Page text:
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Fatty Acid Back to top
Many different fatty acids can be found, they differ in composition. Saturated fatty acids have many hydrogen atoms and keep well, Monosaturated fatty acids and polyunsaturated fatty acids are missing hydrogen atoma and can go rancid with contact of oxygen. All fats contain a mixture of these fatty acids in different proportions, large amounts of unsaturated fats makes the fat liquid form (oil).
Saturated fatty acids-these are the naughty ones that clog up the arteries.
Palmitic acid and Stearic acid are the main constituents of hard fats such as butter, lard and coco butter.
Myristic acid occurs in butter and coconut oil.
Butyric acid present in small amounts contributed to the taste of dairy fats.
Unsaturated fatty acids-These are essential in small amounts to our health
Linoleic acid occurs in large amounts in vegetable seed oils , soya been and sunflower oils and small amounts in some animal fats such as pork.
Linolenic acid occurs in small amounts in vegetable oils
Arachidonoc acid occurs in very small amounts in some animal fats.
GLA, EPA, DHA, can all be found in plants or fish oils and are thought to be particularly beneficial to health, they are sometimes called omega 3 or omega 6 fatty acids.
Essential fatty acids
Because your body cannot manufacture them, they must come in from the food you eat.
Essential fatty acids fall into two groups: omega-3 and omega-6. The 3 and 6 refer to the first carbon double bond position on the fatty acid chain. All essential fatty acids are polyunsaturated, so the 3 and the 6 mean that the first double bond is either 3 or 6 carbons in from the end.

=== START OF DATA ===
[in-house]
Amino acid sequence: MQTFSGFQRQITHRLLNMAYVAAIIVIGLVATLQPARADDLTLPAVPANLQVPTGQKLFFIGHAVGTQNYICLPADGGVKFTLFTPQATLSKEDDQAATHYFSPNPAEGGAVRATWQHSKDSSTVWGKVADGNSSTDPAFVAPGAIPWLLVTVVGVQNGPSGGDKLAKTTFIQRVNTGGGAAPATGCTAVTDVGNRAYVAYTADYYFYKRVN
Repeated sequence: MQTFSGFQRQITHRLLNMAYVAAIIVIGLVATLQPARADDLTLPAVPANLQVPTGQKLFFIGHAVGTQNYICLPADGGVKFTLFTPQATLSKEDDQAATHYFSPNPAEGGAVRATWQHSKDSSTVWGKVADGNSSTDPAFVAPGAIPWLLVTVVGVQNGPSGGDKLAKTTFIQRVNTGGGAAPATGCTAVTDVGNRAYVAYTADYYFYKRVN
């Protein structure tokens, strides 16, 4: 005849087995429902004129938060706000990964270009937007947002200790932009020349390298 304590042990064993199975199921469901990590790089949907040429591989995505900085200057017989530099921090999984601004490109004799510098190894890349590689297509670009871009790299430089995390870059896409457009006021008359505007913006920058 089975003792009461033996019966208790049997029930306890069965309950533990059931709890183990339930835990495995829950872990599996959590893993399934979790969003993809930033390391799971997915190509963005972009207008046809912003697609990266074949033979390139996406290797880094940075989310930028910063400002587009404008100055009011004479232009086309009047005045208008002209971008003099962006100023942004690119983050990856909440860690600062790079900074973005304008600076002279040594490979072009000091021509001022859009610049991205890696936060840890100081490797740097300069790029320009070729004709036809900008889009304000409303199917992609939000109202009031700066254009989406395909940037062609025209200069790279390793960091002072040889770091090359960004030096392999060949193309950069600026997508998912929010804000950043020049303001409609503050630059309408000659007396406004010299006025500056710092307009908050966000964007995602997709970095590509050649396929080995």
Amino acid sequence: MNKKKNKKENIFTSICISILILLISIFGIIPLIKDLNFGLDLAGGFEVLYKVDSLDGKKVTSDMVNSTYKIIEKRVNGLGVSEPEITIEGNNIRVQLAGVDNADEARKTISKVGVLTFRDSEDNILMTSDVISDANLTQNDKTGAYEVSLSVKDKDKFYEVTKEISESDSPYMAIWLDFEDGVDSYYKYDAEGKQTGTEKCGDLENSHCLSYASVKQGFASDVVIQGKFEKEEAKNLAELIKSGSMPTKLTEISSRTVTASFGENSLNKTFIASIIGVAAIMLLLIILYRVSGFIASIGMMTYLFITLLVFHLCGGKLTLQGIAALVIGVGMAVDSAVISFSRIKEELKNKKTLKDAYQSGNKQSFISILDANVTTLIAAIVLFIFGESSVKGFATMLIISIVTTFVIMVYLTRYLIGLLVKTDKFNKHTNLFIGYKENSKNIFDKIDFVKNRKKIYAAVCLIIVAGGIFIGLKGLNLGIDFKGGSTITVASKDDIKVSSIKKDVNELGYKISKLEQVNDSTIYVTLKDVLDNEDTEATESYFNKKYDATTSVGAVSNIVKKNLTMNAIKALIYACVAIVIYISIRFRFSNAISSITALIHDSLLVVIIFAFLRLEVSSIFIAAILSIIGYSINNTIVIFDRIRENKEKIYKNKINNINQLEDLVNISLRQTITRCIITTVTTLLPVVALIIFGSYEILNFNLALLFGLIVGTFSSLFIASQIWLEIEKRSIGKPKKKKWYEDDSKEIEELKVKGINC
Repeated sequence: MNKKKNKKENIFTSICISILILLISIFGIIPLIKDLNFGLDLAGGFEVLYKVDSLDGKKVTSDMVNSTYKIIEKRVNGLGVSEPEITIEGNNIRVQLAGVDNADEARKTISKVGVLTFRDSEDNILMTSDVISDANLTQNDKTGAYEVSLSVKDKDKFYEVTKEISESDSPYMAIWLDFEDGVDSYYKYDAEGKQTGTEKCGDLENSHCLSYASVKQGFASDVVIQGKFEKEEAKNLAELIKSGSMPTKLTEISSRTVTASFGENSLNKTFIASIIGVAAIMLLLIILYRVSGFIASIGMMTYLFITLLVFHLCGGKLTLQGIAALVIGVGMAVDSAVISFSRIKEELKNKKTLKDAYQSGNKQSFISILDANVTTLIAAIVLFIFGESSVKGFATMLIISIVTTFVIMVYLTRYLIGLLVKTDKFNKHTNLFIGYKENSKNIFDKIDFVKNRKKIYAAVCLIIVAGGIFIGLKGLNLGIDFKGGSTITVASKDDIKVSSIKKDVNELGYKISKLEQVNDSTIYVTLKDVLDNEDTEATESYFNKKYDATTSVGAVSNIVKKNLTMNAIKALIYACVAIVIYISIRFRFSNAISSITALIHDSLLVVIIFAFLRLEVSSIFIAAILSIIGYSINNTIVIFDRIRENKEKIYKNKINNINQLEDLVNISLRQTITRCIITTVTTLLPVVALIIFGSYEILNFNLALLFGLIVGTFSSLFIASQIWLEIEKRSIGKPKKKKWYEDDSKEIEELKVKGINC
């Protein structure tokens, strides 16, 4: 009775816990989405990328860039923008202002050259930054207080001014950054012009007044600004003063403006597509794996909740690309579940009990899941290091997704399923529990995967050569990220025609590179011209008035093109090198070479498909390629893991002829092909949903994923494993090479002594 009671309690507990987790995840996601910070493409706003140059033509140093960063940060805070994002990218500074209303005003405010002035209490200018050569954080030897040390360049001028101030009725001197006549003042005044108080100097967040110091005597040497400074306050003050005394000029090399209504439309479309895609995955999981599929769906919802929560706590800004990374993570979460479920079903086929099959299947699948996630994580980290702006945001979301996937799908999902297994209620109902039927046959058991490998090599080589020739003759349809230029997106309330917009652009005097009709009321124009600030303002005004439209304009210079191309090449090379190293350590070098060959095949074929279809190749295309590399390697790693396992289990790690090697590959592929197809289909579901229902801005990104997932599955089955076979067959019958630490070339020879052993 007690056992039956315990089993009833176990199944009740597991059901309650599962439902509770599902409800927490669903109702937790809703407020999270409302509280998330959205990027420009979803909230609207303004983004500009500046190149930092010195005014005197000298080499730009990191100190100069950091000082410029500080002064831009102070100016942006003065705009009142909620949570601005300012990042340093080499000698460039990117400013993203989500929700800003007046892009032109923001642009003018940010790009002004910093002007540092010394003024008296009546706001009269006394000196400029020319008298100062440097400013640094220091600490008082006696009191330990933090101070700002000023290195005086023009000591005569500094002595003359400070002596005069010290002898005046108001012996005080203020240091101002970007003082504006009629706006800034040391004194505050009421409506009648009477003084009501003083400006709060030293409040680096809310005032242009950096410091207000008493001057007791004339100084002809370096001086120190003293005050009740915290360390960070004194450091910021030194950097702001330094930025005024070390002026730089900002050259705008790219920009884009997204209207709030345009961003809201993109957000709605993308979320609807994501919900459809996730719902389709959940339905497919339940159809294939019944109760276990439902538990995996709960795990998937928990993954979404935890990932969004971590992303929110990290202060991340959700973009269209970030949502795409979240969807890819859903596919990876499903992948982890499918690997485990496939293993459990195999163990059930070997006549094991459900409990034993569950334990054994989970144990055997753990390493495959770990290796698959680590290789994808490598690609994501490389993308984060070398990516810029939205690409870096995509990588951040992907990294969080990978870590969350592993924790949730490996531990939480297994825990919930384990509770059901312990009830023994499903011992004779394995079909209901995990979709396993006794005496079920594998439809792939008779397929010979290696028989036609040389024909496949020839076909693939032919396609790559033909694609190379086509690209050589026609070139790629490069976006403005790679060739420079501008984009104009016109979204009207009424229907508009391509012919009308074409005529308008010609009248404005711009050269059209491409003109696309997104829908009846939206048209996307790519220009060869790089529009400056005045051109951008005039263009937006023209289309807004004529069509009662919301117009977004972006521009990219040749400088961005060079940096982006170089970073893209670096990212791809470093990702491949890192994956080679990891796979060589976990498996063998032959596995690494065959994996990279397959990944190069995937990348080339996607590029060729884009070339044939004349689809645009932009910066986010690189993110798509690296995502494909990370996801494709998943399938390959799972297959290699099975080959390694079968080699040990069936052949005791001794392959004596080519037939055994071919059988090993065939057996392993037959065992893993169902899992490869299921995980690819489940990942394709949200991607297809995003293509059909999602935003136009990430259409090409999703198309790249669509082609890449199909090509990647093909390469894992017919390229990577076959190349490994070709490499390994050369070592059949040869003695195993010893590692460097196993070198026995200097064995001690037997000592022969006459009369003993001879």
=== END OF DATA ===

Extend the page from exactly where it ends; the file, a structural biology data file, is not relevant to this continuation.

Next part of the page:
Omega-6 fatty acids are everywhere: corn oil, sunflower oil and soybean oil all contain them. Omega-3 fatty acids are harder to find. Things like flax seeds, pumpkin seeds and walnuts are high in omega-3 fatty acids, as are salmon, trout and tuna. Current thinking is that these two fats need to be balanced in the diet at a ratio like 1-to-1 or 2-to-1, rather than the normal 20-to-1 ratio seen in most Western diets. About the only way to do that is to supplement your diet with omega-3 vegetable oils or to start eating fish in a big way at least two or three times a week.
The Good Back to top
The Bad Back to top
These are usually solid or nearly solid at room temperature. All animal fats, like in meat, poultry, and dairy products are saturated. Processed and fast foods are also saturated. Vegetable oils also can be saturated. Palm, palm kernel and coconut oils are saturated vegetable oils. Fats containing mostly unsaturated fat can be made more saturated through a process called "hydrogenation."
Saturated fats are the very unhealthy fats. They make the body produce more cholesterol, which may raise blood cholesterol levels. Excess saturated fat is related to an increased risk of cardiovascular disease. The amount of cholesterol found in foods is not as important as the amount of saturated fat. Of all the fats, saturated fat is the most potent determinant of blood cholesterol levels. Saturated fats stimulates the production of LDL cholesterol ("bad" cholesterol) and therefore increases blood cholesterol levels and the risk of heart disease. Saturated fats raise cholesterol levels and LDL-cholesterol levels more than dietary cholesterol itself.